You would -- if you looked at the charges she was facing, you would not recognize the severity, the backdrop, and the context within which she was arrested. And it`s unfortunate. And it`s something that we have to work towards fixing in this country.

REID: Indeed.

I mean, Paul, just as a former prosecutor, you have people who are making the most absurd excuses and demands inside of these courtrooms.

"The Washington Post" reports a former Houston police officer who was in part of the riots is trying to claim he only breached the Capitol because he wanted to see the art.


REID: You have "The Los Angeles Times" reporting that the rioters are arguing Trump invited them in, and now they think they should have gotten pardons.

Too bad. He doesn`t care about you all.

"I answered the call of my president," they`re saying, saying Trump told them to do it, the devil made me do it defense.


REID: And magistrates are hearing these cases and saying, you know what, I think I`m going to send you home. Maybe I will get you a Burger King and a nice organic meal to go with it. We will treat you as if you -- as Midwin just said, as if you are accused of boosting a sweater from H&M.

And they invaded our Capitol. Can you explain this, as a prosecutor?

PAUL BUTLER, FORMER FEDERAL PROSECUTOR: I can`t explain it as a prosecutor or as an American.

I can`t explain it as an African-American person who, unfortunately, is all too familiar with two different systems of justice in this country, one for rich people and white people, another for low-income people and people of color.

So, yes, the defenses that we have we`re seeing, three, the first, Trump made me do it, that`s accurate, but it`s not a defense to seditious conspiracy or even unlawful entry. The other defenses, Antifa or the Black Lives Matters movement made me do it, there`s simply no evidence that any of those folks were at the Capitol with all of these Trump supporters.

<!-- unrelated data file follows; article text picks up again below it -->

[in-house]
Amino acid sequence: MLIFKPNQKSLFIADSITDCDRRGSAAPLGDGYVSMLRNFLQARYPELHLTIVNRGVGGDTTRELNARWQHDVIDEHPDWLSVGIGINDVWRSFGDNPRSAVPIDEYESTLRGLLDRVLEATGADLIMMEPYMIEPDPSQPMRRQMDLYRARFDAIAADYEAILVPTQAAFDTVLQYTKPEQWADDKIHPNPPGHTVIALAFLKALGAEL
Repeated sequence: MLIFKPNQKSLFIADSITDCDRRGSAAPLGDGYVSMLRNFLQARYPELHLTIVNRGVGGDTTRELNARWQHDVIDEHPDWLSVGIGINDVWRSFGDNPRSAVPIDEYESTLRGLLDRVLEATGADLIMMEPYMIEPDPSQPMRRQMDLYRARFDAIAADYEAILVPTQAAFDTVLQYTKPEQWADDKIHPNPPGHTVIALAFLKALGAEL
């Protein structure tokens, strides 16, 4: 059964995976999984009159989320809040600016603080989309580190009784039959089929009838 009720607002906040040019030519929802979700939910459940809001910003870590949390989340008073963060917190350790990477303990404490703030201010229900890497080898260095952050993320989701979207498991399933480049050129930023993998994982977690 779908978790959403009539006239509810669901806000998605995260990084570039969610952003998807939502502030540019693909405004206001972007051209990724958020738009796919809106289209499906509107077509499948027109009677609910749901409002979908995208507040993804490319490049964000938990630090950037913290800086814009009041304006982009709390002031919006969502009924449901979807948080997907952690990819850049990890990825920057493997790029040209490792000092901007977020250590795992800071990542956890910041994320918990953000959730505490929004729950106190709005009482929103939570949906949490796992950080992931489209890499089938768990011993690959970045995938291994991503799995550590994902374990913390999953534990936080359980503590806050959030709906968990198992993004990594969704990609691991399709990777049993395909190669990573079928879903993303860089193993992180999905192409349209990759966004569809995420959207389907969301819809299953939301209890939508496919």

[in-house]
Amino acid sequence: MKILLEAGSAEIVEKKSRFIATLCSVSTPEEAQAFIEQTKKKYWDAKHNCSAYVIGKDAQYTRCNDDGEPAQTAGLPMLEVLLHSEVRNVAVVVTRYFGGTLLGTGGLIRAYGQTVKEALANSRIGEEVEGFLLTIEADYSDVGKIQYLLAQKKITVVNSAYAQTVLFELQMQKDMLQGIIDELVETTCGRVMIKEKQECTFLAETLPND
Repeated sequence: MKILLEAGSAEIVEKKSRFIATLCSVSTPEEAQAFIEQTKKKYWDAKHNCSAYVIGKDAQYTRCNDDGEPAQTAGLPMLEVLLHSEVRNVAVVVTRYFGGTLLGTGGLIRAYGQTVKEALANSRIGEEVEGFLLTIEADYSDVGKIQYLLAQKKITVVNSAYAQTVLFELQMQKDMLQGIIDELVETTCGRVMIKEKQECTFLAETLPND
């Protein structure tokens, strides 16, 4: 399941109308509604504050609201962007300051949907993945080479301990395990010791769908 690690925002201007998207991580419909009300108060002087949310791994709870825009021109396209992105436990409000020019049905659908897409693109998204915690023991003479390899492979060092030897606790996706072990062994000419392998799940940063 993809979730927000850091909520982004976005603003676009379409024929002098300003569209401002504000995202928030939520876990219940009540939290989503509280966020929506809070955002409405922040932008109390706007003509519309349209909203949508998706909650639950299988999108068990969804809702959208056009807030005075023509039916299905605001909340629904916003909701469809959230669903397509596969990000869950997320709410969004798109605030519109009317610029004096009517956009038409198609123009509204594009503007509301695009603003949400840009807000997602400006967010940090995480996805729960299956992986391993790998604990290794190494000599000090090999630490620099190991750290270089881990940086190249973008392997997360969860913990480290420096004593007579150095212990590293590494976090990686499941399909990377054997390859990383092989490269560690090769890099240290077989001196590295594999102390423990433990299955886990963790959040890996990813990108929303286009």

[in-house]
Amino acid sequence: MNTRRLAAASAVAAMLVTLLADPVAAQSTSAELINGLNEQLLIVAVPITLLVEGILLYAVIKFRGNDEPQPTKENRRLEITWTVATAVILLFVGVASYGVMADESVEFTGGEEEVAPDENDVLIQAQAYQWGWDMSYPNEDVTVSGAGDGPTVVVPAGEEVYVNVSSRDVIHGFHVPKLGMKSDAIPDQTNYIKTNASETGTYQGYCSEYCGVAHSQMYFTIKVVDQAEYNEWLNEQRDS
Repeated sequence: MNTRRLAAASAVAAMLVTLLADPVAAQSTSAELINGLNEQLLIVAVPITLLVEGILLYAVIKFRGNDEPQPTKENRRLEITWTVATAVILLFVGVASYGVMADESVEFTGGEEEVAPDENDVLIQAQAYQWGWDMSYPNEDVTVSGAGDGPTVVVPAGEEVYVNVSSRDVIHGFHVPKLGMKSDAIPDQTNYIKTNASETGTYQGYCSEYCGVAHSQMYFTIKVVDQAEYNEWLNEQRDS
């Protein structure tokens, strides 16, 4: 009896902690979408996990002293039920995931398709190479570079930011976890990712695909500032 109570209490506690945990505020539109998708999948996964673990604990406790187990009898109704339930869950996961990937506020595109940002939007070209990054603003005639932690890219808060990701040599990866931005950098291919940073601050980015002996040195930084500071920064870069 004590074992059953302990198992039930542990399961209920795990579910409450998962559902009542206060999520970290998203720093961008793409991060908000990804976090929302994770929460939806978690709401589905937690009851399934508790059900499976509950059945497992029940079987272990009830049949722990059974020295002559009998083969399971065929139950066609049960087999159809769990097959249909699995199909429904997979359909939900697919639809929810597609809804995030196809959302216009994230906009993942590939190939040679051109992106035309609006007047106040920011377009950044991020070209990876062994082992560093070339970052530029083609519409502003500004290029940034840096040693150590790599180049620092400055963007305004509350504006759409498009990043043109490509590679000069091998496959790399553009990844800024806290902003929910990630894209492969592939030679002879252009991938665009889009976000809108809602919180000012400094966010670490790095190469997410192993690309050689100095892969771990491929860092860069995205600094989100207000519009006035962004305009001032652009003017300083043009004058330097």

And the third defense is, it wasn`t me.

But video records, cell phone records and eyewitness testimony all rebut that defense.

REID: They`re getting dis -- by their own family members and neighbors and friends.

I mean, and it`s not -- it feels like the disparate treatment, Midwin, not is just only black and white, because you have Enrique Tarrio, who is an Afro-Cuban, who`s the head of the Proud Boys, who was caught with magazines, with gun magazines, which you cannot have in the District, who was arrested for tearing down a Black Lives Matter sign.

And he wasn`t held. He was ejected to Florida, but he was still allowed to come out. It almost feels like there`s also an -- a difference in -- if your ideological makeup is conservative...

CHARLES: That`s right.

REID: ... your crimes relate to a conservative ideology, you also can take advantage of the disparate treatment.

CHARLES: Or, also, what it is that you are there for and what it is that you`re protesting.

For example, we saw a sort of, I think, a restraint approach with the men who had overtaken the Capitol in the state of Michigan. We didn`t see a sort of huge undertaking to charge them with serious crimes or anything like that.

So, I think you`re right. It seems as though the issue that people are actually protesting seems to mete out a different treatment, but throughout the system, so not just with respect to bail, but also with respect to how police treat you, with respect to what charges you are charged, with respect to whether or not you stand trial, with respect to what the sentence will be.

And so I think the tell going forward with this case -- or with these cases are going to be, what will these people be convicted of, and what sentence will they receive, right?

REID: Yes.

CHARLES: We have seen the disparate treatment, not just with bail, but with sentencing, for example, in cases like Brock Turner and Lori Loughlin.